Since the late 1980s, AKRSP (Aga Khan Rural Support Programme - India) began to address some of women's concerns through programme activities specifically reserved for them, and in the process it met with resistance at different levels, partly due to village men's attitudes towards women. This chapter describes one way in which AKRSP staff tried to deal with this resistance. It outlines how men's understanding of the drudgery and hardship of women's tasks increased by asking them to describe a woman's day.
The process and results of a planning workshop with farmers in Mutoko District, Zimbabwe, suggest that women were able to set their priorities and influenced the problem ranking and project planning in the presence of their male counterparts. This chapter discusses the methodology and gender-related results of the workshop.
This chapter discusses selected findings and the approach of a participatory study conducted with adolescents in a peri-urban compound of Lusaka, Zambia. The study focused on adolescent sexual and reproductive health with the aim of initiating a community-generated response to the needs of adolescents.
In spite of its great promise as a participatory form of forest-related development in India, Joint Forest Management (JFM) still focuses mainly on forest protection to regenerate timber. This has led to a differential impact of JFM between men and women. This chapter highlights the need for and difficulties of participatory approaches in the context of JFM that allow for the concerns of different groups to be understood, respected and addressed.
This chapter looks at the scope of using PRA methods, in a research context, to understand gender differences related to these issues: the perceptions of well-being and poverty, the differential impact that poverty may have on men and women, and the implications for economic and social change
This chapter descibes the author's work in rural Bali, Indonesia, which focused on questioning commonly held gender myths. The experience shows that the adaptation and application of PRA methods within a framework of Gender and Development (GAD) is not enough to support empowering and equitable change. Instead, development practitioners must re-examine their ways of working with gender differences and power and reassess their understanding of and interaction with a "community" and the institutional framework within which their efforts are located.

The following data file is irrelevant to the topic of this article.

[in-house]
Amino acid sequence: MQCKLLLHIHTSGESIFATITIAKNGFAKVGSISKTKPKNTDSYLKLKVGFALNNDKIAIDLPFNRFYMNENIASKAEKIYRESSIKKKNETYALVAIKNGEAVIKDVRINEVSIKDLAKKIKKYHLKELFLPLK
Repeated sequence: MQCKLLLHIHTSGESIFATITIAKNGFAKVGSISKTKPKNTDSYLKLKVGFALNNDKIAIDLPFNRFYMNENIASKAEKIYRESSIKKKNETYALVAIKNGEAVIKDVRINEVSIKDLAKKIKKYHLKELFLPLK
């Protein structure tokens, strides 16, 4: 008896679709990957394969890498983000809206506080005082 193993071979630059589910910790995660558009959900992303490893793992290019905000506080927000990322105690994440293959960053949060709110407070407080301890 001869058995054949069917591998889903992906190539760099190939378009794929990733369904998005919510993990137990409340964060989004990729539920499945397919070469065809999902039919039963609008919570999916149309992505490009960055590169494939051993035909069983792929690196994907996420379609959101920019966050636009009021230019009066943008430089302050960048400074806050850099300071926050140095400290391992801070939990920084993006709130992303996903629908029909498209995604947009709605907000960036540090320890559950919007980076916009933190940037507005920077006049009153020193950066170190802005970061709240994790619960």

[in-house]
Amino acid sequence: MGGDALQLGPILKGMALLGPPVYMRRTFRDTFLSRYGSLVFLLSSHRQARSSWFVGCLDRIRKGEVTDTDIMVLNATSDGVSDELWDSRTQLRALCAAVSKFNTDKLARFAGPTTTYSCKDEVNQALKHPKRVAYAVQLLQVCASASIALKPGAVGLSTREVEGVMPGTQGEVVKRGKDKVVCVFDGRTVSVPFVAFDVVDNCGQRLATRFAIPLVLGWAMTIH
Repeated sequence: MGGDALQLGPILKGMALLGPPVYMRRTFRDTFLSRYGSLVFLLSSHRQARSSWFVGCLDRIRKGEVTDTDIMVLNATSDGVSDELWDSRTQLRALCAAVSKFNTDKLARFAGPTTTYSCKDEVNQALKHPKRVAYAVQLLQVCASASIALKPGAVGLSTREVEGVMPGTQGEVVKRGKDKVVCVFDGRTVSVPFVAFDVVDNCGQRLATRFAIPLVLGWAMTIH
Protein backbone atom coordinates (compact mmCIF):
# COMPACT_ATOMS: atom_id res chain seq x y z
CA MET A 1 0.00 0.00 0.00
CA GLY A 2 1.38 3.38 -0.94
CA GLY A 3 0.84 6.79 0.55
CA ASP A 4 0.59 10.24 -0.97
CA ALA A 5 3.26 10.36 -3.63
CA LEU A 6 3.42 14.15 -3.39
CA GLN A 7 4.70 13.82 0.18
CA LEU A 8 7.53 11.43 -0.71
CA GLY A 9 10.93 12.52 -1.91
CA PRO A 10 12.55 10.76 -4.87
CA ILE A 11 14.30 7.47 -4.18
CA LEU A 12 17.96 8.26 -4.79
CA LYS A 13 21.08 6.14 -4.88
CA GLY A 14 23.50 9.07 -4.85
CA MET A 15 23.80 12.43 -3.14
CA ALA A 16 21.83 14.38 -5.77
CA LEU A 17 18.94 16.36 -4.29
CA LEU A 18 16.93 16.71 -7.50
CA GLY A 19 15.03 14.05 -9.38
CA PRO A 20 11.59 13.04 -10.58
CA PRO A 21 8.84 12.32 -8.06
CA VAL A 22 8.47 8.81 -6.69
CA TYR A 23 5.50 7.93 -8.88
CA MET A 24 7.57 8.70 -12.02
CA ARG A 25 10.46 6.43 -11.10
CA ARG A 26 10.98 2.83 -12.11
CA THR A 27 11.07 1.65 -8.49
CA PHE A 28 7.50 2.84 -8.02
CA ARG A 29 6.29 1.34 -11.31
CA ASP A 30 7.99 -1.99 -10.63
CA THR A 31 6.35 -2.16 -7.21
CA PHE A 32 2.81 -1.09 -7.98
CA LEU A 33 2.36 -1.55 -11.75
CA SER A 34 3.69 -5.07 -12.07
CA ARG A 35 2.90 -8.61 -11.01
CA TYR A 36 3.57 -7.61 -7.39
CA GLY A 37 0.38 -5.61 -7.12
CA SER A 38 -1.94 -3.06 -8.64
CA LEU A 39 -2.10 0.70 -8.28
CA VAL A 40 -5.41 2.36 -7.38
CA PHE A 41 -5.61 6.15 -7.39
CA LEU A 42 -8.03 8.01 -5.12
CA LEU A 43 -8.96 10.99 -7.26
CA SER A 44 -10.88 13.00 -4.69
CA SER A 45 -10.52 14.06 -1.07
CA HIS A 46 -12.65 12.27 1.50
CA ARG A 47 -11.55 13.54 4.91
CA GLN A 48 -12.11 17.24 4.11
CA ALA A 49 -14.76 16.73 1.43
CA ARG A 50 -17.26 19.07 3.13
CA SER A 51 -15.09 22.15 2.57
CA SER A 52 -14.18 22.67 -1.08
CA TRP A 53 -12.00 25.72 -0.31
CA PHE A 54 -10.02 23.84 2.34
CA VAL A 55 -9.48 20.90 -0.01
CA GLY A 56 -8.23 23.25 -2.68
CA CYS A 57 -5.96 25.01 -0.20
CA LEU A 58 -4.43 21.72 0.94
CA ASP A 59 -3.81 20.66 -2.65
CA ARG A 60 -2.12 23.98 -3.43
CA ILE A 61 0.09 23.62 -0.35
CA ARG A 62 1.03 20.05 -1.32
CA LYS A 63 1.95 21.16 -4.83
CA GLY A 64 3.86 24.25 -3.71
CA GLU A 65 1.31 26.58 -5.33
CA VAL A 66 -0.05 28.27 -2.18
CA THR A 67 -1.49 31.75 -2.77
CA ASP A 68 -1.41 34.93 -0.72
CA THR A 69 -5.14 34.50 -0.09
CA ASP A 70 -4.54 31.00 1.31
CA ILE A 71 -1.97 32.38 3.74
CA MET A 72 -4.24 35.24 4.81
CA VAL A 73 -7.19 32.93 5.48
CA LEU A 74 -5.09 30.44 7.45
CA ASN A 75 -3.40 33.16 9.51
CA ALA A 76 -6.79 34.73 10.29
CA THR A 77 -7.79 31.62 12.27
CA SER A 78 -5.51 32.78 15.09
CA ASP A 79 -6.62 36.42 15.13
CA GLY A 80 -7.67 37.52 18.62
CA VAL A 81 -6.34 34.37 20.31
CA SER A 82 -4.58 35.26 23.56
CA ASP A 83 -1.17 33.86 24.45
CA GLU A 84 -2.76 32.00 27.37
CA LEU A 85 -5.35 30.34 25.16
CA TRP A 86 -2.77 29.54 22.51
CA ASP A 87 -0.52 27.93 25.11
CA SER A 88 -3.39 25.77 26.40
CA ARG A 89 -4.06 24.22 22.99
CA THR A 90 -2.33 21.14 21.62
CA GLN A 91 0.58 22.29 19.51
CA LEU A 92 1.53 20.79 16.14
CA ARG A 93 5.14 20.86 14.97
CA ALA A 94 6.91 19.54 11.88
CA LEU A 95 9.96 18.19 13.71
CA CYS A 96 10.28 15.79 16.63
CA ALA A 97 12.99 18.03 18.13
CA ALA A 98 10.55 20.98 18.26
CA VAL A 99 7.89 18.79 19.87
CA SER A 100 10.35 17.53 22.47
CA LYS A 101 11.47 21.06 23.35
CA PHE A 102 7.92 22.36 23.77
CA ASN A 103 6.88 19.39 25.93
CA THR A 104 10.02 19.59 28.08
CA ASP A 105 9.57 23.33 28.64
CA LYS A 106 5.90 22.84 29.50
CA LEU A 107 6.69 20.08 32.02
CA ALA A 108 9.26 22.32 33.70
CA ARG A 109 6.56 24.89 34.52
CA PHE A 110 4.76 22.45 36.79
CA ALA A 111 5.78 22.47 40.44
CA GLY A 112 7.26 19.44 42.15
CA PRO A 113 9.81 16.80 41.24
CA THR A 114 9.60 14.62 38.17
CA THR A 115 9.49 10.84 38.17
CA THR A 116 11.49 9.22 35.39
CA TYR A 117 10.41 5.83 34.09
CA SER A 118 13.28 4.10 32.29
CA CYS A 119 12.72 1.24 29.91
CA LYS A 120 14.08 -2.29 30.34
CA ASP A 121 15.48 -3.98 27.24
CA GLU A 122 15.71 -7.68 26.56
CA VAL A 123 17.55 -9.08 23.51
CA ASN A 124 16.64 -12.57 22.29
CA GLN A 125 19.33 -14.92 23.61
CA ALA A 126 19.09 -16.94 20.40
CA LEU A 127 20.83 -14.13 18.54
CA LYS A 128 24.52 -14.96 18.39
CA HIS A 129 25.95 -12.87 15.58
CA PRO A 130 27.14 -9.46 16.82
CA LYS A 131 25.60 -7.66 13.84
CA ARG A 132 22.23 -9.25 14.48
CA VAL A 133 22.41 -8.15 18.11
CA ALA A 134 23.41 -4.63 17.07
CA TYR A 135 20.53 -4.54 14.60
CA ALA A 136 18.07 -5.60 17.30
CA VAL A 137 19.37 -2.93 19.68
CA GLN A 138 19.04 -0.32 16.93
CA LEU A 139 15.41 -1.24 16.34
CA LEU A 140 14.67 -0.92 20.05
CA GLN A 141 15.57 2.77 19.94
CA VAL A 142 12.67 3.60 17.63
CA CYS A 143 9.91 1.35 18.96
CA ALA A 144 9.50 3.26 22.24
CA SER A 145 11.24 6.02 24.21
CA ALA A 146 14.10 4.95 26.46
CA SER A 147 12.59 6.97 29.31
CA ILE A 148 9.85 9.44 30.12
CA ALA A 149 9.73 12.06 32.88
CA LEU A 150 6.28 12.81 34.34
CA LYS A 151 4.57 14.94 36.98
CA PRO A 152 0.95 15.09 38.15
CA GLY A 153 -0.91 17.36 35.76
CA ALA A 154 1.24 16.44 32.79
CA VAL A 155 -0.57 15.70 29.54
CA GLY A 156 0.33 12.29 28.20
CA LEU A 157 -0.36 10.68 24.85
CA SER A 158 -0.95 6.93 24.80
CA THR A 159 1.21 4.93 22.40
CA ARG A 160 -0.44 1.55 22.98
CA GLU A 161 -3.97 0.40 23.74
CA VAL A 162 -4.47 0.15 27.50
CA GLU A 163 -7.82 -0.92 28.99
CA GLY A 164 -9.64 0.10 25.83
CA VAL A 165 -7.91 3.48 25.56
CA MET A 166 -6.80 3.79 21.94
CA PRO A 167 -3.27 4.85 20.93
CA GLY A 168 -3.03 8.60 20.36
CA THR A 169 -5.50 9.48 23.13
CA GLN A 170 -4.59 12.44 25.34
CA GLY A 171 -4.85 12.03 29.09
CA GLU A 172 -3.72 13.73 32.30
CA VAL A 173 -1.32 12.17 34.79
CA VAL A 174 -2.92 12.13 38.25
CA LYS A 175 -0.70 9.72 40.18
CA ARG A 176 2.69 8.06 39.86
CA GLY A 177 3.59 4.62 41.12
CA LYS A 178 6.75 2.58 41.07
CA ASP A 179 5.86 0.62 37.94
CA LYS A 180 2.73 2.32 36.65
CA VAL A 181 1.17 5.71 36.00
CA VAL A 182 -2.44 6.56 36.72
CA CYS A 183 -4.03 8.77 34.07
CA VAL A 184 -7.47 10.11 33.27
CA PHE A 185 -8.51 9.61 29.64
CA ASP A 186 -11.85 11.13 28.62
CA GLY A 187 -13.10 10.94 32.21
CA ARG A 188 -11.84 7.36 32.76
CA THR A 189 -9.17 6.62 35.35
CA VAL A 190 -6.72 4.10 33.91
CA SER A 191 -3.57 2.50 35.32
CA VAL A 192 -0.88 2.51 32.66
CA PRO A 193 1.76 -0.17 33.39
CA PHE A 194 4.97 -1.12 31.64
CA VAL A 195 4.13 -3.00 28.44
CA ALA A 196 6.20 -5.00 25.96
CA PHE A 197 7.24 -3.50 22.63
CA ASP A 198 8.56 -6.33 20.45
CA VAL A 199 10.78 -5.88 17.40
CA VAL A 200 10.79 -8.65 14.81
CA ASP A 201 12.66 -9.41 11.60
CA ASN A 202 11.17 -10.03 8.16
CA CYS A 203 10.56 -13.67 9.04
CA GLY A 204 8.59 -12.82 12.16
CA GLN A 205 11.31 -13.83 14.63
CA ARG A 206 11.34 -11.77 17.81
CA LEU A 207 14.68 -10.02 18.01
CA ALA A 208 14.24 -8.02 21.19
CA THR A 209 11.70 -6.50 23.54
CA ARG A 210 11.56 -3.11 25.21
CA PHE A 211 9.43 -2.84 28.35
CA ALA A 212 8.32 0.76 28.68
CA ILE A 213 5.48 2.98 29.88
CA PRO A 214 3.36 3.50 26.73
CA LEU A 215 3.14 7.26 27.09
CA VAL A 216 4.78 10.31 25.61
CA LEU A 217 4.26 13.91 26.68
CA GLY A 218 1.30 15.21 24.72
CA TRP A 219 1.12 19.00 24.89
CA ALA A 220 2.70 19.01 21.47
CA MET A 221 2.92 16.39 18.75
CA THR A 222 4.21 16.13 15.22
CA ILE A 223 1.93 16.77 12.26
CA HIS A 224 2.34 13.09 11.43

This chapter reflects on a gender-sensitive use of video for participatory development. Following a definition of "participatory video", some of the more gender-neutral attributes of the medium are described, followed by the discussion of a Jamaican pilot project on communication which has used participatory video for soil-nutrient technology development with rural women. Other experiences from Peru, India and St. Lucia suggest an initial set of considerations for those using or contemplating the use of video for participatory development.
Discusses a research methodology which mixed recent innovations in feminist ethnography and participatory mapping with formal surveys over a four-month period, and which helped formulate comprehensive versions of the local changes brought about by a forestry project.
This chapter describes a study on gender issues in irrigation in Cambodia, which challenged the assumption that female headship of household is an economic (or poverty) indicator. It argues that to understand the relationship between gender and the socio-economic situation of a household, local perceptions of both gender and well-being are crucial, while using an externally derived, gender-analysis framework and categorization, such as female-headed households, may obscure more significant local socio-economic differences.
This chapter describes the process of institutionalising a gender-oriented participatory extension approach in Siavonga District, Zambia.
This chapter examines three NGOs operating in Bhutanese refugee camps in Nepal to analyse the different approaches to incorporating women and refugees into organisational structural hierarchies, and the impact this has had on programme activities and women. In doing so, it probes the multi-faceted relationships between the structure of development organisations, women's participation, and empowerment.
This chapter discusses how Redd Barna Uganda (RBU) evolved its particular appraoch to participatory planning that involves five social groups: younger and older men and women, and children. It describes the steps that RBU takes to ensure the participation, in particular, of women and children in community-based planning.
This chapter describes the efforts of and problems encountered by an NGO, Aga Khan Rural Support Programme (AKRSP), India, in its attempts to integrate the concerns of men and women, while supporting local village institutions in managing their natural resources.
This chapter describes a diagnostic and operational framework for the institutionalisation of a gender perspective in development policy, planning and practice.